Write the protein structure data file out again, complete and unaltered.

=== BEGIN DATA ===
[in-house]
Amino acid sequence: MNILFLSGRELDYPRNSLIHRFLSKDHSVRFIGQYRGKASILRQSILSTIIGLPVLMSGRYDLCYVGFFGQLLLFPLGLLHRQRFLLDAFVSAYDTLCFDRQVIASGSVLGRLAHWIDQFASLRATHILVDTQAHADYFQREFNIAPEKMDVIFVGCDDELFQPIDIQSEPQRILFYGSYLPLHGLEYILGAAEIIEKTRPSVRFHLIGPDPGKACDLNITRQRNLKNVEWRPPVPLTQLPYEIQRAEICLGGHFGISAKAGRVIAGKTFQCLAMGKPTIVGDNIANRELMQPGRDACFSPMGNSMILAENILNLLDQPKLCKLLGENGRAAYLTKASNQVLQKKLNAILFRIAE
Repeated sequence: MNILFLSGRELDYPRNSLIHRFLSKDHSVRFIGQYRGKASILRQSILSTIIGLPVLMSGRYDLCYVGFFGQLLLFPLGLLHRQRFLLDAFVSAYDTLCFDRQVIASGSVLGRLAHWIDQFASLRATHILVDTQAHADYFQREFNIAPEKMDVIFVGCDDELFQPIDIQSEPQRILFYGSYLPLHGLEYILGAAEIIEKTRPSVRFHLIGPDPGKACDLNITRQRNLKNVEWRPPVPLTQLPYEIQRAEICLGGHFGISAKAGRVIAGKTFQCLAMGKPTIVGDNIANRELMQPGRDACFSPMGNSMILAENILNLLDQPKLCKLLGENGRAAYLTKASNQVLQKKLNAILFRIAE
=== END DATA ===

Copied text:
[in-house]
Amino acid sequence: MNILFLSGRELDYPRNSLIHRFLSKDHSVRFIGQYRGKASILRQSILSTIIGLPVLMSGRYDLCYVGFFGQLLLFPLGLLHRQRFLLDAFVSAYDTLCFDRQVIASGSVLGRLAHWIDQFASLRATHILVDTQAHADYFQREFNIAPEKMDVIFVGCDDELFQPIDIQSEPQRILFYGSYLPLHGLEYILGAAEIIEKTRPSVRFHLIGPDPGKACDLNITRQRNLKNVEWRPPVPLTQLPYEIQRAEICLGGHFGISAKAGRVIAGKTFQCLAMGKPTIVGDNIANRELMQPGRDACFSPMGNSMILAENILNLLDQPKLCKLLGENGRAAYLTKASNQVLQKKLNAILFRIAE
Repeated sequence: MNILFLSGRELDYPRNSLIHRFLSKDHSVRFIGQYRGKASILRQSILSTIIGLPVLMSGRYDLCYVGFFGQLLLFPLGLLHRQRFLLDAFVSAYDTLCFDRQVIASGSVLGRLAHWIDQFASLRATHILVDTQAHADYFQREFNIAPEKMDVIFVGCDDELFQPIDIQSEPQRILFYGSYLPLHGLEYILGAAEIIEKTRPSVRFHLIGPDPGKACDLNITRQRNLKNVEWRPPVPLTQLPYEIQRAEICLGGHFGISAKAGRVIAGKTFQCLAMGKPTIVGDNIANRELMQPGRDACFSPMGNSMILAENILNLLDQPKLCKLLGENGRAAYLTKASNQVLQKKLNAILFRIAE